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Desalination and hardness removal methods for use with solar power


To anyone who may be able to help,

I'm working on implementing a solar powered water purification system for installation in a slum here in Bangalore. The community currently sources their water from one of many possible borewells in the surrounding area that have been deemed unsafe to drink. Possible groundwater that the community could source from has been sampled and indicated high TDS (900-1,200 mg/l), salinity (chlorides approaching 400mg/l) and hardness (Mg up to 80mg/l, Ca up to 200mg/l, hardness as CaCO3 up to 800mg/l).

An ultrafiltration unit has been proposed that would provide medically safe water, but the high TDS, salinity and hardness would remain.

Because our economic model relies on the community buying safe drinking water from a local operator of the purification plant, it has been deemed that the taste of the water is important - if the water doesn't taste different then people may be less willing to accept it's benefits. It is then important to reduce hardness and salinity mainly in order to improve taste characteristics.

For this, an RO unit would work, but has only been found at 4-5 times the cost when the attached solar circuit is taken into account. It would also provide fully demineralised water, which could also have negative health consequences. Remineralisation is possible but again at extra cost. The RO unit then becomes a very expensive way of changing the taste of the water produced.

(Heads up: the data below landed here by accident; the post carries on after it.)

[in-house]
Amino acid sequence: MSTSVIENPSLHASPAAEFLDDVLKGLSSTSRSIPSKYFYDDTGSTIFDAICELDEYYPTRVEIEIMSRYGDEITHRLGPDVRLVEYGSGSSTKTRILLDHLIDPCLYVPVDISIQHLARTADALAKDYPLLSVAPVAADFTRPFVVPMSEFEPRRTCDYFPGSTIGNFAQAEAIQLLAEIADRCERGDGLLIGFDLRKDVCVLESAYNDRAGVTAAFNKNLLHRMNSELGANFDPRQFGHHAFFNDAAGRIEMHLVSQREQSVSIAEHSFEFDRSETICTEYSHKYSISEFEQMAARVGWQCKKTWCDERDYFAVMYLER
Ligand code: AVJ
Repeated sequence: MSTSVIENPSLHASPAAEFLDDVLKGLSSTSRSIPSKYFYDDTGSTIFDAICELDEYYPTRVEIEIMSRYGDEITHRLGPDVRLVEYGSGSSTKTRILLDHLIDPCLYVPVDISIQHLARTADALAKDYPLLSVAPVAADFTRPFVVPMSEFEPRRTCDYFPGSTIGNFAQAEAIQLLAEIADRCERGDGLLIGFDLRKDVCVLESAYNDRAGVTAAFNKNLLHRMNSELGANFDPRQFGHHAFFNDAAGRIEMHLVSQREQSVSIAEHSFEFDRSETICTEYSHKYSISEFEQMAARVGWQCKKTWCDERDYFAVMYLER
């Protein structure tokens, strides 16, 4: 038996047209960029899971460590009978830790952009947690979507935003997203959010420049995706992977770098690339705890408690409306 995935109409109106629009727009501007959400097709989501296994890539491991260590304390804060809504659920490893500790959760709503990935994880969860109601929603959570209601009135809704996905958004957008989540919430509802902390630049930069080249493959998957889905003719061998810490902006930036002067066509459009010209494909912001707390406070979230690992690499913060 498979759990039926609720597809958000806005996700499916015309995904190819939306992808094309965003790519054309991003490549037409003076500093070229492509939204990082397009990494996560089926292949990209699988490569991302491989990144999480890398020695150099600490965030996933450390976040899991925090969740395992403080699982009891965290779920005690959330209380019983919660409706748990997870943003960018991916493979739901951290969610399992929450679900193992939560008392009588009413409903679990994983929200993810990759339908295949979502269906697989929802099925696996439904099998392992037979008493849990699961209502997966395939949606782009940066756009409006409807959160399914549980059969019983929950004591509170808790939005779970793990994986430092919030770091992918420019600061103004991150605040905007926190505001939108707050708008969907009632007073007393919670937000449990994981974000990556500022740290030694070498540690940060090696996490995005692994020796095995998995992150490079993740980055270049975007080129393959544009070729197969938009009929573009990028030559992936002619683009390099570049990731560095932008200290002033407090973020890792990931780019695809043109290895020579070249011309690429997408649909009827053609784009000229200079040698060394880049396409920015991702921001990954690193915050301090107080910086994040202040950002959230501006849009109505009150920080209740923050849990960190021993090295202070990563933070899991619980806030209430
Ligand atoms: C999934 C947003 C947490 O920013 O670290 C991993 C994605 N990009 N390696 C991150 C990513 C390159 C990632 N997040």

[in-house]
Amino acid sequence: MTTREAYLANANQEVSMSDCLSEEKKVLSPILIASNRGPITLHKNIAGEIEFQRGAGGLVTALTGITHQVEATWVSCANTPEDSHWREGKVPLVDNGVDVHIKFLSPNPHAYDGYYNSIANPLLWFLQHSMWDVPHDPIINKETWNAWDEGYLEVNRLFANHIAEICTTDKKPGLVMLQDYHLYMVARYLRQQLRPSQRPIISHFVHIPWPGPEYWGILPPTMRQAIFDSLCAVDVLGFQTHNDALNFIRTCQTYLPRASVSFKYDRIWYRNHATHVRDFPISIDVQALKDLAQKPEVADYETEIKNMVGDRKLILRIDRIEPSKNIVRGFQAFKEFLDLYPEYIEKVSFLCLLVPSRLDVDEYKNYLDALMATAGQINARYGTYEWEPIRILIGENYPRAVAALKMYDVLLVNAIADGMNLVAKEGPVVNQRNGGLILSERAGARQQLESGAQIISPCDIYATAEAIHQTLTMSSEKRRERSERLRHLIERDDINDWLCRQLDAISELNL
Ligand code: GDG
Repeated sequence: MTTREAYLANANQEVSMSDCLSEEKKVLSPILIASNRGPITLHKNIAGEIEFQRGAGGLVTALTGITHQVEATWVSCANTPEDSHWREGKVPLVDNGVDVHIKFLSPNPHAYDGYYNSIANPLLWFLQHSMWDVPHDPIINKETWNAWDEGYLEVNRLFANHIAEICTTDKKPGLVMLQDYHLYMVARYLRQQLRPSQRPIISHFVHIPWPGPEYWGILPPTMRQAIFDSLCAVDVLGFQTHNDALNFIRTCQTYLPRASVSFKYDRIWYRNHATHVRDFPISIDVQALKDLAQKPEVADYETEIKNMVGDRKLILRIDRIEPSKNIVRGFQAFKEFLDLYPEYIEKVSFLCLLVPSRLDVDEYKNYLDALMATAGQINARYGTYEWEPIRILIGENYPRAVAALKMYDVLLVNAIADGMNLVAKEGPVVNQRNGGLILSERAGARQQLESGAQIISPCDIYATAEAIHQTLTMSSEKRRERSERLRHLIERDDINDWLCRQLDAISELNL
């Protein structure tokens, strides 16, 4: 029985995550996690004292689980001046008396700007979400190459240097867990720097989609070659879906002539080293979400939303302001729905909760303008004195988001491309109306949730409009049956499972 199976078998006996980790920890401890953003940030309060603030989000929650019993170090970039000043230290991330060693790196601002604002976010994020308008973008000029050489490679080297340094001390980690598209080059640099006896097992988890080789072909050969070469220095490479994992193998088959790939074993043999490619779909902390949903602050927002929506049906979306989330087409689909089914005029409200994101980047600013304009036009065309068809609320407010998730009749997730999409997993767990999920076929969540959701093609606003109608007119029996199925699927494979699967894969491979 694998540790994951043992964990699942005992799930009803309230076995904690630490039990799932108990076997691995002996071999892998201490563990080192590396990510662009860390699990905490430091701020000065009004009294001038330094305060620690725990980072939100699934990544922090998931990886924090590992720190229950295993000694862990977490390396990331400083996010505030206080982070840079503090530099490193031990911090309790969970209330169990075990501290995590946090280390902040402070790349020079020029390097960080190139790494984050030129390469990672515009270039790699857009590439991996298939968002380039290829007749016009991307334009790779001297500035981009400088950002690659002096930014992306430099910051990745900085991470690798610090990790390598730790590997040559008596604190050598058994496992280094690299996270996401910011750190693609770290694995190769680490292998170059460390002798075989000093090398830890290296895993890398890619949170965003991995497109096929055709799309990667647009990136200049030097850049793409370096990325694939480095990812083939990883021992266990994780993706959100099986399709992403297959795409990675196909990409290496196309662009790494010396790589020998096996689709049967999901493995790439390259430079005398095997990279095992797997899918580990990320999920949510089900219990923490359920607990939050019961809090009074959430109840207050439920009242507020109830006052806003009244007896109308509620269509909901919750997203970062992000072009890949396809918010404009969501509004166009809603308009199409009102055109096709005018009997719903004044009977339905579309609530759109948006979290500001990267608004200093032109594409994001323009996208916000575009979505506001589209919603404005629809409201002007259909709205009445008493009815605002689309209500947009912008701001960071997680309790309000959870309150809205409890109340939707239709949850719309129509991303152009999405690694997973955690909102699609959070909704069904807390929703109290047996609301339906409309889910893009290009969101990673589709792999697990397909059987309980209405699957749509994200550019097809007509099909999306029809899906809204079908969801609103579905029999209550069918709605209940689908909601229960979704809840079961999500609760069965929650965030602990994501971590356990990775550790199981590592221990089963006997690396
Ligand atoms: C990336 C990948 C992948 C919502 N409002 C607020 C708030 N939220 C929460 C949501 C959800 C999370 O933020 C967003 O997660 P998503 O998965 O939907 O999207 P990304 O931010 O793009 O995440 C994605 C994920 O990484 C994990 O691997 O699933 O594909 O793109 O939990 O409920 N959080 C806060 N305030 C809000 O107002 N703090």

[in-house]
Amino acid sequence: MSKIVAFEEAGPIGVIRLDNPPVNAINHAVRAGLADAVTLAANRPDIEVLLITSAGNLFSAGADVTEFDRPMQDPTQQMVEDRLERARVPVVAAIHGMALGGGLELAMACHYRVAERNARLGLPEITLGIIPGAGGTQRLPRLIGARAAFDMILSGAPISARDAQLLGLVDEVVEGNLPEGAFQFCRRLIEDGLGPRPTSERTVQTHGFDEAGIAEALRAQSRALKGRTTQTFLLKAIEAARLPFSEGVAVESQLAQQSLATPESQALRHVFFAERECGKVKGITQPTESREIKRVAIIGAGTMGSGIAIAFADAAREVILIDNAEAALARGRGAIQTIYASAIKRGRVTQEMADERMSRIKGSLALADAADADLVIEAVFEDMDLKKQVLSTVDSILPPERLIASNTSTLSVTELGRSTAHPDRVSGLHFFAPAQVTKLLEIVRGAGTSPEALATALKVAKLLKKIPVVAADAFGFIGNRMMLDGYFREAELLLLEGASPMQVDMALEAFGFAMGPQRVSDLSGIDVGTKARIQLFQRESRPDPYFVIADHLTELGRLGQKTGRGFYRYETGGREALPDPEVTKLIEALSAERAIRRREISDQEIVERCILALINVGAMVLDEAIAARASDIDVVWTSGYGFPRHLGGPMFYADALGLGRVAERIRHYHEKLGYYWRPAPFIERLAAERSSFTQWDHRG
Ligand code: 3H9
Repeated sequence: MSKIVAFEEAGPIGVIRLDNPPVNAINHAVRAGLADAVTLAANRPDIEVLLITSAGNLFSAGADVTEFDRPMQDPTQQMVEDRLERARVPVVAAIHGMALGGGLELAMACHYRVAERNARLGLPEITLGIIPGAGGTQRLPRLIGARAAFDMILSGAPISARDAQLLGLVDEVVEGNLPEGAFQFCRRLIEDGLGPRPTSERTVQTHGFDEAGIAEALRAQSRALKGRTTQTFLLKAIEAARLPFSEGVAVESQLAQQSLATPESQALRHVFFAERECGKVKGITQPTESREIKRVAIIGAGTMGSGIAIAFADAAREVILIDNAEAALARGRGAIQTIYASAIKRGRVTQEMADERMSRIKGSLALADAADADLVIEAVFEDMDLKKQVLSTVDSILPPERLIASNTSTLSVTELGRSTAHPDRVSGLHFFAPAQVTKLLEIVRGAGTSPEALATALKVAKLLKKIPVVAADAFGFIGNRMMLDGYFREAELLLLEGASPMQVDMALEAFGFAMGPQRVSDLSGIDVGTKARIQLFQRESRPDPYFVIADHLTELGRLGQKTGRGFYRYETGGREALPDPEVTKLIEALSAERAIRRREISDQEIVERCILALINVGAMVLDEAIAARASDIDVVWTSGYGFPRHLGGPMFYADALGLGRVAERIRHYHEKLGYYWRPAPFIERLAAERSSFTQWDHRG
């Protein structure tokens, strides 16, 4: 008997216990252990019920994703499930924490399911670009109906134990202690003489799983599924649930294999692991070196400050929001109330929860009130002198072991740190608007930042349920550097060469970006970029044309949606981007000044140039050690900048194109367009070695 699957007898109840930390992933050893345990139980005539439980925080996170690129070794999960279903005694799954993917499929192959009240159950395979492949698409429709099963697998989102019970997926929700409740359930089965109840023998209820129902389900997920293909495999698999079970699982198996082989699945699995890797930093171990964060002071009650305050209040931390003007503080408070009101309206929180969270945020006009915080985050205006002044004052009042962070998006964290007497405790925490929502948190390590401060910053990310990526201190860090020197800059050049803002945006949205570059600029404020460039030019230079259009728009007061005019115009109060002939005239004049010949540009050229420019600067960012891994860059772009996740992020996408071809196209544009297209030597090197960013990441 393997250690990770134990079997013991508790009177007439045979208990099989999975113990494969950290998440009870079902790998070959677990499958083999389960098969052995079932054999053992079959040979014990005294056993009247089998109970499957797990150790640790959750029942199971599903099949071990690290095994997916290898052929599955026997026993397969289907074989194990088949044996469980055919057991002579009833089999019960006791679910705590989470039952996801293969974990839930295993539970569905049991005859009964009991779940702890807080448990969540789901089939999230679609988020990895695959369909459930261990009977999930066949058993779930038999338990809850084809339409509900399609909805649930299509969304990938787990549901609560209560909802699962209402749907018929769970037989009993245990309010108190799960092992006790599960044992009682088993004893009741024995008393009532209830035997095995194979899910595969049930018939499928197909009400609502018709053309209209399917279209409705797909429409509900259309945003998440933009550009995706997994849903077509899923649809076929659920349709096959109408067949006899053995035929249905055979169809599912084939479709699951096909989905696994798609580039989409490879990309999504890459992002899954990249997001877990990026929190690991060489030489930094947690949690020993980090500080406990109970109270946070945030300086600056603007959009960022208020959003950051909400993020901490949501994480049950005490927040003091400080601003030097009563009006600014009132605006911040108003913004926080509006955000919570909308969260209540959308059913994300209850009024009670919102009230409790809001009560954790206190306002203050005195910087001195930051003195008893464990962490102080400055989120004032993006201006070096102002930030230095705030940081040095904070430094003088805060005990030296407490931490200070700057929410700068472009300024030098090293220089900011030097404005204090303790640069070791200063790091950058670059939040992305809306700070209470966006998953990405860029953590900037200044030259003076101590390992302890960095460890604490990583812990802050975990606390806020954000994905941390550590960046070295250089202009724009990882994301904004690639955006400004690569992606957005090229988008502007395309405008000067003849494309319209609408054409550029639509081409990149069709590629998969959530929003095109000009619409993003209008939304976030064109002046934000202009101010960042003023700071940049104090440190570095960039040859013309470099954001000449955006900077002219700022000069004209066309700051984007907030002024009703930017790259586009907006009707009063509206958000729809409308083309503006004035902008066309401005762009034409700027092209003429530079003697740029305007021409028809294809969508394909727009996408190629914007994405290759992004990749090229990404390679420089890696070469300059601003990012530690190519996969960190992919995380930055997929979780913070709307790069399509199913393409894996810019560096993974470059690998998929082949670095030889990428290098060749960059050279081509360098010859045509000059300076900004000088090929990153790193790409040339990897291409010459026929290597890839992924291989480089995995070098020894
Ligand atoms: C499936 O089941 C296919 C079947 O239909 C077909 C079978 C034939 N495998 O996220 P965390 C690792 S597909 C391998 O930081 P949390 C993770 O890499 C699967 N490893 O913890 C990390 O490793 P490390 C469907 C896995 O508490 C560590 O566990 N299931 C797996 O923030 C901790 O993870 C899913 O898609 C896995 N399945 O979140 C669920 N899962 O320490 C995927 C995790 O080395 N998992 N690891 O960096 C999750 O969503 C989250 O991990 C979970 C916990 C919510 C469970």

I know that the problem of low-cost, low-energy desalination is a fairly global issue. But if anyone is able to give some ideas or suggestions as to water treatment methods that could reduce the TDS and/or salinity of the water at low energy, it would be a great help. The main requirement at this stage is something cheaper than RO.


1 Answer

Martin Currie _ Aqueum

Your "fully demineralised" concern leads me to point out that you don't need to desalinate the entire flow, just enough to bring your chloride down to a level that the local population find a blend of desalinated and non-desalinated water acceptable.

In an area like Bangalore where land is at a premium, RO is currently likely to be the most cost effective means of desalination at significant scale.


Thanks for your help.

Wouldn't blending the flow require two treatment units (one for the non-desalinated water and an RO)? Or is it usually possible to adjust the mixtures in commercially available RO units?

JackH gravatar imageJackH ( 2014-10-21 06:19:24 )

Apologies Jack, I didn't receive notification of your response until today... You would generally only have one set of pre-treatment processes (before the RO) then you would split the flow have the RO's pumps and RO in one stream, the second stream would simply bypass this. They would then be recombined for post-treatment including residual disinfection as a minimum.

Martin Currie _ Aqueum gravatar imageMartin Currie _ Aqueum ( 2019-04-24 08:00:19 )